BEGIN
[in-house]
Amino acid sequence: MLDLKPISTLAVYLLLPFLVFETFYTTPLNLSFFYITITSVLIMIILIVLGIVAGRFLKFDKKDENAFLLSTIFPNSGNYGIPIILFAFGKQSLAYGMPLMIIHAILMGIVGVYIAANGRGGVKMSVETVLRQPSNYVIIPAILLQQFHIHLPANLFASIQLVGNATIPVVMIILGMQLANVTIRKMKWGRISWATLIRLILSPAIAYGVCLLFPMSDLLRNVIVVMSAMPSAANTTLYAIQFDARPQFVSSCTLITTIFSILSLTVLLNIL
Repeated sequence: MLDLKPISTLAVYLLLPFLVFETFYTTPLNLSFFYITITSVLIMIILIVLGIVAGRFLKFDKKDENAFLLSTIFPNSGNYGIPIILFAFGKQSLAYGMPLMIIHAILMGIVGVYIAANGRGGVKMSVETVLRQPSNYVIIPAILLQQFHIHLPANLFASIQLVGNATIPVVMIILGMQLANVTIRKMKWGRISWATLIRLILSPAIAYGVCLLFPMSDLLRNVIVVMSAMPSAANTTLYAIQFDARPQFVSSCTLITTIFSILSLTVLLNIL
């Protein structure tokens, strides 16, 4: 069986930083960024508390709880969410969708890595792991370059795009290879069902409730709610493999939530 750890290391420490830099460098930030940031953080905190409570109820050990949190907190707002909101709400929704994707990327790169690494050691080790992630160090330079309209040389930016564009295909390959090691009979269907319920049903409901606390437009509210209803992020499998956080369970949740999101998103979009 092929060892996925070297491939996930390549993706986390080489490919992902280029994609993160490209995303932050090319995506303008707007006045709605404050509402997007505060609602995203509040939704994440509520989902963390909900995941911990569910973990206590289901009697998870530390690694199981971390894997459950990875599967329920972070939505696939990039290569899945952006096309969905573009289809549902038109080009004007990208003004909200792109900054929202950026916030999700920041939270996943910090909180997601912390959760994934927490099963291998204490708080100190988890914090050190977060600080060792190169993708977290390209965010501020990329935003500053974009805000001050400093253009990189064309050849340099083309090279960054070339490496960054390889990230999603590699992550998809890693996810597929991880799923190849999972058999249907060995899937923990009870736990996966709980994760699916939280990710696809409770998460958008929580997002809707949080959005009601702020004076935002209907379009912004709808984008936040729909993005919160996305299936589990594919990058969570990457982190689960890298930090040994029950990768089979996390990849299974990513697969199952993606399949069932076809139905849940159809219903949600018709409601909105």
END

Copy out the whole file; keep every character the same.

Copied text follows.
[in-house]
Amino acid sequence: MLDLKPISTLAVYLLLPFLVFETFYTTPLNLSFFYITITSVLIMIILIVLGIVAGRFLKFDKKDENAFLLSTIFPNSGNYGIPIILFAFGKQSLAYGMPLMIIHAILMGIVGVYIAANGRGGVKMSVETVLRQPSNYVIIPAILLQQFHIHLPANLFASIQLVGNATIPVVMIILGMQLANVTIRKMKWGRISWATLIRLILSPAIAYGVCLLFPMSDLLRNVIVVMSAMPSAANTTLYAIQFDARPQFVSSCTLITTIFSILSLTVLLNIL
Repeated sequence: MLDLKPISTLAVYLLLPFLVFETFYTTPLNLSFFYITITSVLIMIILIVLGIVAGRFLKFDKKDENAFLLSTIFPNSGNYGIPIILFAFGKQSLAYGMPLMIIHAILMGIVGVYIAANGRGGVKMSVETVLRQPSNYVIIPAILLQQFHIHLPANLFASIQLVGNATIPVVMIILGMQLANVTIRKMKWGRISWATLIRLILSPAIAYGVCLLFPMSDLLRNVIVVMSAMPSAANTTLYAIQFDARPQFVSSCTLITTIFSILSLTVLLNIL
């Protein structure tokens, strides 16, 4: 069986930083960024508390709880969410969708890595792991370059795009290879069902409730709610493999939530 750890290391420490830099460098930030940031953080905190409570109820050990949190907190707002909101709400929704994707990327790169690494050691080790992630160090330079309209040389930016564009295909390959090691009979269907319920049903409901606390437009509210209803992020499998956080369970949740999101998103979009 092929060892996925070297491939996930390549993706986390080489490919992902280029994609993160490209995303932050090319995506303008707007006045709605404050509402997007505060609602995203509040939704994440509520989902963390909900995941911990569910973990206590289901009697998870530390690694199981971390894997459950990875599967329920972070939505696939990039290569899945952006096309969905573009289809549902038109080009004007990208003004909200792109900054929202950026916030999700920041939270996943910090909180997601912390959760994934927490099963291998204490708080100190988890914090050190977060600080060792190169993708977290390209965010501020990329935003500053974009805000001050400093253009990189064309050849340099083309090279960054070339490496960054390889990230999603590699992550998809890693996810597929991880799923190849999972058999249907060995899937923990009870736990996966709980994760699916939280990710696809409770998460958008929580997002809707949080959005009601702020004076935002209907379009912004709808984008936040729909993005919160996305299936589990594919990058969570990457982190689960890298930090040994029950990768089979996390990849299974990513697969199952993606399949069932076809139905849940159809219903949600018709409601909105």